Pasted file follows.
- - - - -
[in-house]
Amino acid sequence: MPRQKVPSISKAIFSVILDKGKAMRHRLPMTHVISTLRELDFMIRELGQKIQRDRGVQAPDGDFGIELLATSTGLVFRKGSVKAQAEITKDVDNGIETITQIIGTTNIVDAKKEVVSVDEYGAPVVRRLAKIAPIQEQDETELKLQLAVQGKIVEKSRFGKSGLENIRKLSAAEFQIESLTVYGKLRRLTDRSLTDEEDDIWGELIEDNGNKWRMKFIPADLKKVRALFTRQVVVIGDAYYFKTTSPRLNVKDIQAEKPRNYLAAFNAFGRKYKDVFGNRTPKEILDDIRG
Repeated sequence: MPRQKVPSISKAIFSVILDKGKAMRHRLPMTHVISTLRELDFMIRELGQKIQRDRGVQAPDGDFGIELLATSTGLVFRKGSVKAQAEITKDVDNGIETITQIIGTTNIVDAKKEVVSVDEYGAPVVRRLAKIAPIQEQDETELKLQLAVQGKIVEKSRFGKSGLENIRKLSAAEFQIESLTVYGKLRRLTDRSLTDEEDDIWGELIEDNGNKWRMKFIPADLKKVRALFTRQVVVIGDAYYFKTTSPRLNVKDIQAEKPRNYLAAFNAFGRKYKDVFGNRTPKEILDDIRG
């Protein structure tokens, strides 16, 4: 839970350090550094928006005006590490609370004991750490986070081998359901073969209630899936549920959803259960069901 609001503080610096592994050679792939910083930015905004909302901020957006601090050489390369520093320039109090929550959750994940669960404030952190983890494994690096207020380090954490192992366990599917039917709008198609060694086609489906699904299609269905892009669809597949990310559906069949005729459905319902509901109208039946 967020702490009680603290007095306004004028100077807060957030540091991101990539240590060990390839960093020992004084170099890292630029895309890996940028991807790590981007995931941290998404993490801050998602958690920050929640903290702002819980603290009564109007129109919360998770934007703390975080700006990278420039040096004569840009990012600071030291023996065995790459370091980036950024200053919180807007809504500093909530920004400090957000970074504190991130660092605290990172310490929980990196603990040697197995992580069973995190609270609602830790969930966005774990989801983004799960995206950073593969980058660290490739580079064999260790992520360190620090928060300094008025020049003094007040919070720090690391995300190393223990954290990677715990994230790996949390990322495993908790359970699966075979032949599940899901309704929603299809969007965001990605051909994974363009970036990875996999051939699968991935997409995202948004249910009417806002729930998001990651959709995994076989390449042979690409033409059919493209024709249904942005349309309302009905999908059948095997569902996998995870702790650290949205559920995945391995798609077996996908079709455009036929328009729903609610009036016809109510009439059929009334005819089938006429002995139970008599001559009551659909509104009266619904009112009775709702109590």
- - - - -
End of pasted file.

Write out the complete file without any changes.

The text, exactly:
[in-house]
Amino acid sequence: MPRQKVPSISKAIFSVILDKGKAMRHRLPMTHVISTLRELDFMIRELGQKIQRDRGVQAPDGDFGIELLATSTGLVFRKGSVKAQAEITKDVDNGIETITQIIGTTNIVDAKKEVVSVDEYGAPVVRRLAKIAPIQEQDETELKLQLAVQGKIVEKSRFGKSGLENIRKLSAAEFQIESLTVYGKLRRLTDRSLTDEEDDIWGELIEDNGNKWRMKFIPADLKKVRALFTRQVVVIGDAYYFKTTSPRLNVKDIQAEKPRNYLAAFNAFGRKYKDVFGNRTPKEILDDIRG
Repeated sequence: MPRQKVPSISKAIFSVILDKGKAMRHRLPMTHVISTLRELDFMIRELGQKIQRDRGVQAPDGDFGIELLATSTGLVFRKGSVKAQAEITKDVDNGIETITQIIGTTNIVDAKKEVVSVDEYGAPVVRRLAKIAPIQEQDETELKLQLAVQGKIVEKSRFGKSGLENIRKLSAAEFQIESLTVYGKLRRLTDRSLTDEEDDIWGELIEDNGNKWRMKFIPADLKKVRALFTRQVVVIGDAYYFKTTSPRLNVKDIQAEKPRNYLAAFNAFGRKYKDVFGNRTPKEILDDIRG
């Protein structure tokens, strides 16, 4: 839970350090550094928006005006590490609370004991750490986070081998359901073969209630899936549920959803259960069901 609001503080610096592994050679792939910083930015905004909302901020957006601090050489390369520093320039109090929550959750994940669960404030952190983890494994690096207020380090954490192992366990599917039917709008198609060694086609489906699904299609269905892009669809597949990310559906069949005729459905319902509901109208039946 967020702490009680603290007095306004004028100077807060957030540091991101990539240590060990390839960093020992004084170099890292630029895309890996940028991807790590981007995931941290998404993490801050998602958690920050929640903290702002819980603290009564109007129109919360998770934007703390975080700006990278420039040096004569840009990012600071030291023996065995790459370091980036950024200053919180807007809504500093909530920004400090957000970074504190991130660092605290990172310490929980990196603990040697197995992580069973995190609270609602830790969930966005774990989801983004799960995206950073593969980058660290490739580079064999260790992520360190620090928060300094008025020049003094007040919070720090690391995300190393223990954290990677715990994230790996949390990322495993908790359970699966075979032949599940899901309704929603299809969007965001990605051909994974363009970036990875996999051939699968991935997409995202948004249910009417806002729930998001990651959709995994076989390449042979690409033409059919493209024709249904942005349309309302009905999908059948095997569902996998995870702790650290949205559920995945391995798609077996996908079709455009036929328009729903609610009036016809109510009439059929009334005819089938006429002995139970008599001559009551659909509104009266619904009112009775709702109590």